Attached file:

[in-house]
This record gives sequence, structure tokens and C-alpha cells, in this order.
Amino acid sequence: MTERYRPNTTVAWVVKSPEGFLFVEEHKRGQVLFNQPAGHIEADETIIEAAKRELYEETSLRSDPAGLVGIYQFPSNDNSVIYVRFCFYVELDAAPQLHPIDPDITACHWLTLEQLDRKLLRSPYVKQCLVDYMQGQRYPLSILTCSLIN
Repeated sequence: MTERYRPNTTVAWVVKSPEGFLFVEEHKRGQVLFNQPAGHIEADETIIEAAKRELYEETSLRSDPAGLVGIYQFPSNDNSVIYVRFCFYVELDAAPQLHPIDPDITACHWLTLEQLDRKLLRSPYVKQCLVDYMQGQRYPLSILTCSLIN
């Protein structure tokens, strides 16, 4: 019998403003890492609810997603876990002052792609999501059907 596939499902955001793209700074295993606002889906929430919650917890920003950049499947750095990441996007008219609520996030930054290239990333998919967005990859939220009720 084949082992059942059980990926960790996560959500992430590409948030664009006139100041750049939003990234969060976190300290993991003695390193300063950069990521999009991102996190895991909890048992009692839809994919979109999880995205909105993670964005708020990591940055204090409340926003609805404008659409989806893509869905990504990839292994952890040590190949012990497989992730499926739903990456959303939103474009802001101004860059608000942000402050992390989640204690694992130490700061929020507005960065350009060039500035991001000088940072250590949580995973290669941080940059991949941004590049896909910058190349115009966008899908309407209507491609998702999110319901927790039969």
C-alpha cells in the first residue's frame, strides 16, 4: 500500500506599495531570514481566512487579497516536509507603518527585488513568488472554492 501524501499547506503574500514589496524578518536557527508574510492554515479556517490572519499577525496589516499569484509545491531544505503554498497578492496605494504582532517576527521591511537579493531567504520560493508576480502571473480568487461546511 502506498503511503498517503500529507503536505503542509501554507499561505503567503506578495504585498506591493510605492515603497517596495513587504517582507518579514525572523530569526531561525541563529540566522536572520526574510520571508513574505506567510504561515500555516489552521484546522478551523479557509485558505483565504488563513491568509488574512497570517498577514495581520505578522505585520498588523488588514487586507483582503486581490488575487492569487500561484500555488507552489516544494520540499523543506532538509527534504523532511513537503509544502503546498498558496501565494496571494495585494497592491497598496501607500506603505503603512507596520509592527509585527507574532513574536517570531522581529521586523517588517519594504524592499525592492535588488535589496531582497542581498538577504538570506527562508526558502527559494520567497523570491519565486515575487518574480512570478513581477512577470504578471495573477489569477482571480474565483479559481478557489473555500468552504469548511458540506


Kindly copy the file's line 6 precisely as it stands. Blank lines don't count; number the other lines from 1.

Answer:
C-alpha cells in the first residue's frame, strides 16, 4: 500500500506599495531570514481566512487579497516536509507603518527585488513568488472554492 501524501499547506503574500514589496524578518536557527508574510492554515479556517490572519499577525496589516499569484509545491531544505503554498497578492496605494504582532517576527521591511537579493531567504520560493508576480502571473480568487461546511 502506498503511503498517503500529507503536505503542509501554507499561505503567503506578495504585498506591493510605492515603497517596495513587504517582507518579514525572523530569526531561525541563529540566522536572520526574510520571508513574505506567510504561515500555516489552521484546522478551523479557509485558505483565504488563513491568509488574512497570517498577514495581520505578522505585520498588523488588514487586507483582503486581490488575487492569487500561484500555488507552489516544494520540499523543506532538509527534504523532511513537503509544502503546498498558496501565494496571494495585494497592491497598496501607500506603505503603512507596520509592527509585527507574532513574536517570531522581529521586523517588517519594504524592499525592492535588488535589496531582497542581498538577504538570506527562508526558502527559494520567497523570491519565486515575487518574480512570478513581477512577470504578471495573477489569477482571480474565483479559481478557489473555500468552504469548511458540506